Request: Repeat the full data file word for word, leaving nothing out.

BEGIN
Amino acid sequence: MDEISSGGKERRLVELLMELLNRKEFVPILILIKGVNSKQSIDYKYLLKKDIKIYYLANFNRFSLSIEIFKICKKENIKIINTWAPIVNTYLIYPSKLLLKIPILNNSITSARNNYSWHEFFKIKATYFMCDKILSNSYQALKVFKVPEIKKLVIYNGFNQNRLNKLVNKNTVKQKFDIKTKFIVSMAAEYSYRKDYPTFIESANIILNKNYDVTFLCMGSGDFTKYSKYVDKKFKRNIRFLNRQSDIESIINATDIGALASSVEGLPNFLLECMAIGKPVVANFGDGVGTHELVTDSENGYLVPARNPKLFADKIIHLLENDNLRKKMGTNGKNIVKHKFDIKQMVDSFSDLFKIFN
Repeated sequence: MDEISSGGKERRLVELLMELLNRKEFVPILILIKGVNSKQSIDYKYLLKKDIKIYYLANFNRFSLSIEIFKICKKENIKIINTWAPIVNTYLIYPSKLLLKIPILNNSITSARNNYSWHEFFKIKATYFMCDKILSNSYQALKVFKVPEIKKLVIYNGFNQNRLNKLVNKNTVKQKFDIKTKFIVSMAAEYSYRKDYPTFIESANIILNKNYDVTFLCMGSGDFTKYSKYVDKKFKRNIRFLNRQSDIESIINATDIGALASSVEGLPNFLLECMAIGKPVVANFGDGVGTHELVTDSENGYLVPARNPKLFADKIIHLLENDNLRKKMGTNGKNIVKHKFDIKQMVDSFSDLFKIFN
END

Amino acid sequence: MDEISSGGKERRLVELLMELLNRKEFVPILILIKGVNSKQSIDYKYLLKKDIKIYYLANFNRFSLSIEIFKICKKENIKIINTWAPIVNTYLIYPSKLLLKIPILNNSITSARNNYSWHEFFKIKATYFMCDKILSNSYQALKVFKVPEIKKLVIYNGFNQNRLNKLVNKNTVKQKFDIKTKFIVSMAAEYSYRKDYPTFIESANIILNKNYDVTFLCMGSGDFTKYSKYVDKKFKRNIRFLNRQSDIESIINATDIGALASSVEGLPNFLLECMAIGKPVVANFGDGVGTHELVTDSENGYLVPARNPKLFADKIIHLLENDNLRKKMGTNGKNIVKHKFDIKQMVDSFSDLFKIFN
Repeated sequence: MDEISSGGKERRLVELLMELLNRKEFVPILILIKGVNSKQSIDYKYLLKKDIKIYYLANFNRFSLSIEIFKICKKENIKIINTWAPIVNTYLIYPSKLLLKIPILNNSITSARNNYSWHEFFKIKATYFMCDKILSNSYQALKVFKVPEIKKLVIYNGFNQNRLNKLVNKNTVKQKFDIKTKFIVSMAAEYSYRKDYPTFIESANIILNKNYDVTFLCMGSGDFTKYSKYVDKKFKRNIRFLNRQSDIESIINATDIGALASSVEGLPNFLLECMAIGKPVVANFGDGVGTHELVTDSENGYLVPARNPKLFADKIIHLLENDNLRKKMGTNGKNIVKHKFDIKQMVDSFSDLFKIFN